In 2010 I met Zouk, an American pit bull terrier. He was 2, had been abandoned and was living on the street before I adopted him.
At the time, I decided to do extensive research on the breed, and that is how I came across a sport called “gameness.” I realized that this sport was, in many countries, the solution to end, or at least reduce, dog fighting. The sport consists of physical tests that assess a dog’s potential, without resorting to a physical confrontation between them. It focuses the dogs’ energy and capabilities toward something enjoyable for the animals and their owners.
The word “gameness” or “game” started to be used to determine a set of characteristics in certain types of dogs or breeds. A game dog or breed would be the one that showed a willingness to continue a specific action, no matter how tired, worn out, discouraged or injured it was.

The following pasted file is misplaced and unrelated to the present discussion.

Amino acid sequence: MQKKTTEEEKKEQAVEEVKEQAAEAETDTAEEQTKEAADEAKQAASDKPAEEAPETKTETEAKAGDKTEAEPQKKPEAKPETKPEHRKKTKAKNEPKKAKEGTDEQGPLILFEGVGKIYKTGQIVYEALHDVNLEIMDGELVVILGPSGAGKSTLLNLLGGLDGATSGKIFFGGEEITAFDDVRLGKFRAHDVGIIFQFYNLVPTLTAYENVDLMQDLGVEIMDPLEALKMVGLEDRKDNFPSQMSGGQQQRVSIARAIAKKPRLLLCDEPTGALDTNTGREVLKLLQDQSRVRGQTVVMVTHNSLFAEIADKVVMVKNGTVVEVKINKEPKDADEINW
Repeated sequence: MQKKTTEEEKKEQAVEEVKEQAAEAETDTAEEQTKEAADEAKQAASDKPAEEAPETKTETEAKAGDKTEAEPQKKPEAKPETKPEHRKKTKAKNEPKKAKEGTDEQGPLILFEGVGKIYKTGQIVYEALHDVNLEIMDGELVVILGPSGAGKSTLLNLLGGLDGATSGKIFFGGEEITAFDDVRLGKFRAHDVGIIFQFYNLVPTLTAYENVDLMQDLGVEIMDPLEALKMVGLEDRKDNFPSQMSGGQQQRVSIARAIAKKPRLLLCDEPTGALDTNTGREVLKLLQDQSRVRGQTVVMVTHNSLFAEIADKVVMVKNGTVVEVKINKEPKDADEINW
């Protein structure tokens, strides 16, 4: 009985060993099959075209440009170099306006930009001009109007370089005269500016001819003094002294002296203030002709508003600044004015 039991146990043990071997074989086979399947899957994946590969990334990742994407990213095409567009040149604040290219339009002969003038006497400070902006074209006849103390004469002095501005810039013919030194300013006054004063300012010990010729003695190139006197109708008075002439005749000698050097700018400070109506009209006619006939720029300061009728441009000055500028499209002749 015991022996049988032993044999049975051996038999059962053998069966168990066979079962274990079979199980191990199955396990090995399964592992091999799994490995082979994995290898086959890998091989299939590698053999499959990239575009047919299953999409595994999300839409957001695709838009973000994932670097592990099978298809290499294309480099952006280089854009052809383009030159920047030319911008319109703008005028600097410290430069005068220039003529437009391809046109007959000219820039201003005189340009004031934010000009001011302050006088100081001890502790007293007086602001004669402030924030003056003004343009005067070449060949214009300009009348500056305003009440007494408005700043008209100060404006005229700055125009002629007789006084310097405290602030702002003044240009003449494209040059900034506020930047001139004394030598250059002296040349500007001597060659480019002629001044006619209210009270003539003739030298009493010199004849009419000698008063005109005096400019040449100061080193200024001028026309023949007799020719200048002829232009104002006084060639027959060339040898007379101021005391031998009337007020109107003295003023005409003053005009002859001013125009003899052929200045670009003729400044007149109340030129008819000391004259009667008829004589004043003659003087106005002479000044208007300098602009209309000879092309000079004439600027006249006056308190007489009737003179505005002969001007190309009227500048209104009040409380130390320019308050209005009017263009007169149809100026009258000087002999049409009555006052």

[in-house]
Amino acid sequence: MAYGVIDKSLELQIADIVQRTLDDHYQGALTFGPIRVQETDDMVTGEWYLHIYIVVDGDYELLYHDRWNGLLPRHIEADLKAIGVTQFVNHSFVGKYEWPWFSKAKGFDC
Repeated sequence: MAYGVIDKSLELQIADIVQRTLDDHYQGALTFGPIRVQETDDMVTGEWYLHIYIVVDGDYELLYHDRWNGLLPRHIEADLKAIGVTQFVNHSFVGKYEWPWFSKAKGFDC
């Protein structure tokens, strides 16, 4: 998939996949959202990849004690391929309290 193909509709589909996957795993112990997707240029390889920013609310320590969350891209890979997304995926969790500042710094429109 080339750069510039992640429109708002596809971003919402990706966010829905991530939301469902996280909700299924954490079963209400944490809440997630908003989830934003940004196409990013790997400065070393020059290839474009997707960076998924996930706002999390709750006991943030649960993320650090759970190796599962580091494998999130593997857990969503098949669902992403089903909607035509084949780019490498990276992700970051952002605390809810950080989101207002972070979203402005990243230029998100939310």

Gameness is a sport that combines several elements. It incorporates different obstacles that provide challenges for the dog, forcing it to think about how to overcome them. On average, the most frequent obstacles are long jump, palisade, vertical or wall climb, free jump, suspension and weight pull. The reward, the positioning of the dog toward the obstacle, and the training as a whole (before, during and after having managed or not to overcome the task) depends entirely on its owner.
Nowadays, this type of sport is not exclusive to pit bulls. Despite this type of dog being the majority at competitions, the sport is open to all breeds.
With my work, I hope to encourage others to steer away from the stigma that exists around pit bulls and show that these are dogs with enormous potential. With good owners, they can achieve incredible feats and be dogs just like any others.
João Silva is a photographer based in Braga, Portugal.
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